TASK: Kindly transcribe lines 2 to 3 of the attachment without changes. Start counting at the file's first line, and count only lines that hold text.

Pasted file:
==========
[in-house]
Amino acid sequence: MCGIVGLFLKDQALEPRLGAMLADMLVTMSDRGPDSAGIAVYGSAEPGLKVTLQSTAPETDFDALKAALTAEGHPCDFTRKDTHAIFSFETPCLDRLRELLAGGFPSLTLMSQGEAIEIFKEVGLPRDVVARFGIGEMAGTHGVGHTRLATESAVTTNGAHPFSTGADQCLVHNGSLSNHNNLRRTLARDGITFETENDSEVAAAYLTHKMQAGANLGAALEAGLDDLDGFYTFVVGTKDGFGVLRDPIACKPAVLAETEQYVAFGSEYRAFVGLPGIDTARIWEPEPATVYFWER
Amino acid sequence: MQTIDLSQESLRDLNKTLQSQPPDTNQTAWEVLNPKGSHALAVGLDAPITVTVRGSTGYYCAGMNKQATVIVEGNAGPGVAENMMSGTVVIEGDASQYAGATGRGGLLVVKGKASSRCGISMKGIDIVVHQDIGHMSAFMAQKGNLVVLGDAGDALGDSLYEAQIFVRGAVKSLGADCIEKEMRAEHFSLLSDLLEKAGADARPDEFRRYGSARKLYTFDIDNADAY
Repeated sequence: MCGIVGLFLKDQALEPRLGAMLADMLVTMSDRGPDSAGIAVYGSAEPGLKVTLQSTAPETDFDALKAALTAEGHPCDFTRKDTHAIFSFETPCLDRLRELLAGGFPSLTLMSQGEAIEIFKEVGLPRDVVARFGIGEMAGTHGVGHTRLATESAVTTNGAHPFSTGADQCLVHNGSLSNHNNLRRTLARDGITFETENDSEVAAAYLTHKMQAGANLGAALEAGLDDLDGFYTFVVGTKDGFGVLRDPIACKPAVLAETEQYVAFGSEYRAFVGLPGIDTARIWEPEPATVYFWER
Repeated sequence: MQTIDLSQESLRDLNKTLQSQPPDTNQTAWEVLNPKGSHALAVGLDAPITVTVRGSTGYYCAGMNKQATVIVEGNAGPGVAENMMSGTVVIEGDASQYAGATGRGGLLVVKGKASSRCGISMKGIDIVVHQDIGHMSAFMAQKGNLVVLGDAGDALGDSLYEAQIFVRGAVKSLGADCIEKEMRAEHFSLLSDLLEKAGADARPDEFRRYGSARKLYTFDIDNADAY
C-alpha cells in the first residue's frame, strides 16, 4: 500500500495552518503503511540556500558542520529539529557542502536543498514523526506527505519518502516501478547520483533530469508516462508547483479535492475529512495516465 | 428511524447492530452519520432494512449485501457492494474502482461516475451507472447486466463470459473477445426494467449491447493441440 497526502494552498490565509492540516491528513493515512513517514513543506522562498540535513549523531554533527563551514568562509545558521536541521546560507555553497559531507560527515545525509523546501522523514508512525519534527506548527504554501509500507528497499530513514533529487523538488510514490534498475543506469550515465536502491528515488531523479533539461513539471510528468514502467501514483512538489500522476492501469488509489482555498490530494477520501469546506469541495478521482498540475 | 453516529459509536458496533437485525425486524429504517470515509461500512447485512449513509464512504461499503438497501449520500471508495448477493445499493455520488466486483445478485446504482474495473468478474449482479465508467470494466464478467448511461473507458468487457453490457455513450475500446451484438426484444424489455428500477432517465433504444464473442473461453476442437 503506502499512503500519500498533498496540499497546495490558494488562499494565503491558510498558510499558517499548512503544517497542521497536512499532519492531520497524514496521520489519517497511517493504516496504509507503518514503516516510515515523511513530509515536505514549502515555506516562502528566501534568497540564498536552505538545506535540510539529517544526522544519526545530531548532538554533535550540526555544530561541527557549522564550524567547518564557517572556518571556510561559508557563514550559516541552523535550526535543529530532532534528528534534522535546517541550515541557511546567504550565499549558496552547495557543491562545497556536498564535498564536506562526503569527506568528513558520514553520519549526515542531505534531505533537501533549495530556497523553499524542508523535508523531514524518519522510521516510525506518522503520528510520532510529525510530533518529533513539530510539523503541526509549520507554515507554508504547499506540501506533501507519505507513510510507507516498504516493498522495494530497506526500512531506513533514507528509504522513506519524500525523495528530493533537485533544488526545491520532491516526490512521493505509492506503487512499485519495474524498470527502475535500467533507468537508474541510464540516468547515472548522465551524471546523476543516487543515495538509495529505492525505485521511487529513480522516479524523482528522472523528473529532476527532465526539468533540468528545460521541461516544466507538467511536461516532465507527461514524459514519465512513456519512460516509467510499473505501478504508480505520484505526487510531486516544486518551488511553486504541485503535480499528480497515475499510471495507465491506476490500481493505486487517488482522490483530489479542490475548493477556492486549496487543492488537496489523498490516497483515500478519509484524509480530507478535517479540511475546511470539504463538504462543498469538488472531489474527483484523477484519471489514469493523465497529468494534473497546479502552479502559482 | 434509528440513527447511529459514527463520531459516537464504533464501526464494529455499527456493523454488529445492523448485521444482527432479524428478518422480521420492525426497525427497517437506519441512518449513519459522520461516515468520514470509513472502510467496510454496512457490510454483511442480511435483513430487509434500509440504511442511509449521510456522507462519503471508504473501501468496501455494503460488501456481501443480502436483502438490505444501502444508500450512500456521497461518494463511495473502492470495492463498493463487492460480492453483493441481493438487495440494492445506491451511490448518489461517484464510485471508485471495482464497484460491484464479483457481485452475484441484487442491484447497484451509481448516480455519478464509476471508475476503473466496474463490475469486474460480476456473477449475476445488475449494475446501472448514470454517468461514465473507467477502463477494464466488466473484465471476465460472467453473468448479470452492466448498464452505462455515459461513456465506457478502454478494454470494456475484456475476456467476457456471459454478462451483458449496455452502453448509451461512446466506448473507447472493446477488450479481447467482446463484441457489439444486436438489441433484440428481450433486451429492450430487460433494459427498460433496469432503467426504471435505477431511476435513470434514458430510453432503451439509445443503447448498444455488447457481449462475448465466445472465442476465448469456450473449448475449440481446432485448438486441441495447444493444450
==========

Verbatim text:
Amino acid sequence: MCGIVGLFLKDQALEPRLGAMLADMLVTMSDRGPDSAGIAVYGSAEPGLKVTLQSTAPETDFDALKAALTAEGHPCDFTRKDTHAIFSFETPCLDRLRELLAGGFPSLTLMSQGEAIEIFKEVGLPRDVVARFGIGEMAGTHGVGHTRLATESAVTTNGAHPFSTGADQCLVHNGSLSNHNNLRRTLARDGITFETENDSEVAAAYLTHKMQAGANLGAALEAGLDDLDGFYTFVVGTKDGFGVLRDPIACKPAVLAETEQYVAFGSEYRAFVGLPGIDTARIWEPEPATVYFWER
Amino acid sequence: MQTIDLSQESLRDLNKTLQSQPPDTNQTAWEVLNPKGSHALAVGLDAPITVTVRGSTGYYCAGMNKQATVIVEGNAGPGVAENMMSGTVVIEGDASQYAGATGRGGLLVVKGKASSRCGISMKGIDIVVHQDIGHMSAFMAQKGNLVVLGDAGDALGDSLYEAQIFVRGAVKSLGADCIEKEMRAEHFSLLSDLLEKAGADARPDEFRRYGSARKLYTFDIDNADAY